Wednesday, June 1, 2011
Tomato Bucket Update
My tomatoes have been growing in their sub-irrigated buckets for several weeks now. When I transplanted them, they were smallish, still very young and looked like this:
I had grown these guys from seed, a first for me. Up until now I have been a nursery gardener, buying my seedlings at the nursery. I always figured that I would get good stock, healthy plants and a fair selection if I did that. I’m over that now. I don’t know how good the stock it, I don’t know the growing methods they use and I can’t be certain that they don’t use synthetic hormones, growth additives, chemical fertilizers and the like. The only way I can know that stuff, and it is important to me, is if I buy my seed from reputable certified organic seed companies (and there are some great ones out there!) and grow the plants myself. Which is what I have done.
So, with only the regular waterings these guys have received, here is what they look like now:
I have them on the east side of my house. They are in a semi-protected area between two closely-spaced two-story houses. They get about 4 hours of direct sun each day, from 9:00 am to about 1:00 pm. The rest of the day they get reflected light off the two white houses. Our houses are about 25 feet apart, and I have access to about 15 of those feet.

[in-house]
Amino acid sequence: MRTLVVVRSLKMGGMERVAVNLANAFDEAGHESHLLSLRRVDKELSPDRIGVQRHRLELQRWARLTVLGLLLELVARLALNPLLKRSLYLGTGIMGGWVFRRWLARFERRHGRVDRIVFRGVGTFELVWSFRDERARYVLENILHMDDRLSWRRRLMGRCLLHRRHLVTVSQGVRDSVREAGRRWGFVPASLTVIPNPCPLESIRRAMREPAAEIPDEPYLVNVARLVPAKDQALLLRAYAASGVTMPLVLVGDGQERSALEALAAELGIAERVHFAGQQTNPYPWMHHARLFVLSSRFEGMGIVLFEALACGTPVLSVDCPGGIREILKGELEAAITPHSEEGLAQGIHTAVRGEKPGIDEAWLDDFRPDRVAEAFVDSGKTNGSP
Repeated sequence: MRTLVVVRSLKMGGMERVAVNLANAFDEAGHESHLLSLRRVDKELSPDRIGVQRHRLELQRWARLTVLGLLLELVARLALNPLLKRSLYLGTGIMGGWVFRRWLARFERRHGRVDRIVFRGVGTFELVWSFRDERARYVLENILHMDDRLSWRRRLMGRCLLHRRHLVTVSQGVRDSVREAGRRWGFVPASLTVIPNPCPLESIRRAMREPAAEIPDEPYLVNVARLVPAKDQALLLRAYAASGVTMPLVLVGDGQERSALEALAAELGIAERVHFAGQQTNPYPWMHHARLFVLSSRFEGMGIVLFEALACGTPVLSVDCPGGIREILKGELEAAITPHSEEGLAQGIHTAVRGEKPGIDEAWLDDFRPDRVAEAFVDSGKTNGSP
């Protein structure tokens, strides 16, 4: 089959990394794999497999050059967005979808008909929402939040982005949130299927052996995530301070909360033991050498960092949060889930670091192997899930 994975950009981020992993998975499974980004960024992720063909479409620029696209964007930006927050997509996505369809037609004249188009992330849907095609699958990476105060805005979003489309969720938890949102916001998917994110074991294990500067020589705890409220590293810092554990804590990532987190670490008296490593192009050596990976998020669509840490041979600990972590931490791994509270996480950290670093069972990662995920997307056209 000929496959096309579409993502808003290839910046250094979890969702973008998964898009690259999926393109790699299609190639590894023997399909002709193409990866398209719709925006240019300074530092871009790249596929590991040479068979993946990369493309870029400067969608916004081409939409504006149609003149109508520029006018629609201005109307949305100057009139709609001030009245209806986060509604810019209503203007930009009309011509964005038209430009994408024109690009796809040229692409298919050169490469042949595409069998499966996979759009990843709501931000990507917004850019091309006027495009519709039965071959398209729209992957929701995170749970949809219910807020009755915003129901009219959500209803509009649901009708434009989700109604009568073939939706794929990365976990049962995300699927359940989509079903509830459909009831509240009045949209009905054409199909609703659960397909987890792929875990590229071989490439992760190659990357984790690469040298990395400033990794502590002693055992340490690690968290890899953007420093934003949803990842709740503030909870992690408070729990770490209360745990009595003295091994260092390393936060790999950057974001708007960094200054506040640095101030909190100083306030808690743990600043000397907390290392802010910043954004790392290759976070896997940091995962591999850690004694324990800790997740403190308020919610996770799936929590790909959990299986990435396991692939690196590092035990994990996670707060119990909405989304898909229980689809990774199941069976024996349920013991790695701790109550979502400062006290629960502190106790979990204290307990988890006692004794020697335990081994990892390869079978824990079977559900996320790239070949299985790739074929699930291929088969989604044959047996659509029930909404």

This picture shows the space that they are in. This area opens to the south so in the winter it still gets a good amount of sunshine. Just to the right, outside of view, my neighbor has a plum tree and an apricot tree. The back wall is blocked off so we don't get full force winds through there.
Some of the varieties are more spread out than others. This one has decided that it doesn't want to stay inside the tomato cage, no matter what I tried.
Some of them are broad leaf varieties, which I have never grown in the desert before. I'm really pleased at how much foliage there is. As you can see, there are quite a number of good looking fruit, too.
And when they start taking on that wonderful red color that shows their ripeness, I can almost not wait to bit into the fresh, juicy fruit. I've been looking forward to this for several months.
It's now the first of June and I will be picking the first tomatoes of the season this evening when I get home from work. At last count, there were more than 75 tomatoes growing on these plants with literally hundreds of flowers waiting to be fertilized. I don't want to count chickens instead of eggs here, but it looks like this is going to be a good year for tomatoes.
The whole sub-irrigated bucket concept was new to me before this year. I had never heard of it let alone tried it but now, as you can imagine, I'm a big fan and am recommending it to everyone I get to talk to about my garden. I know there are some folks here in the desert who will see the benefits of this system and some who won't. But with results like these, it's hard to see how anyone could argue that it won't work.
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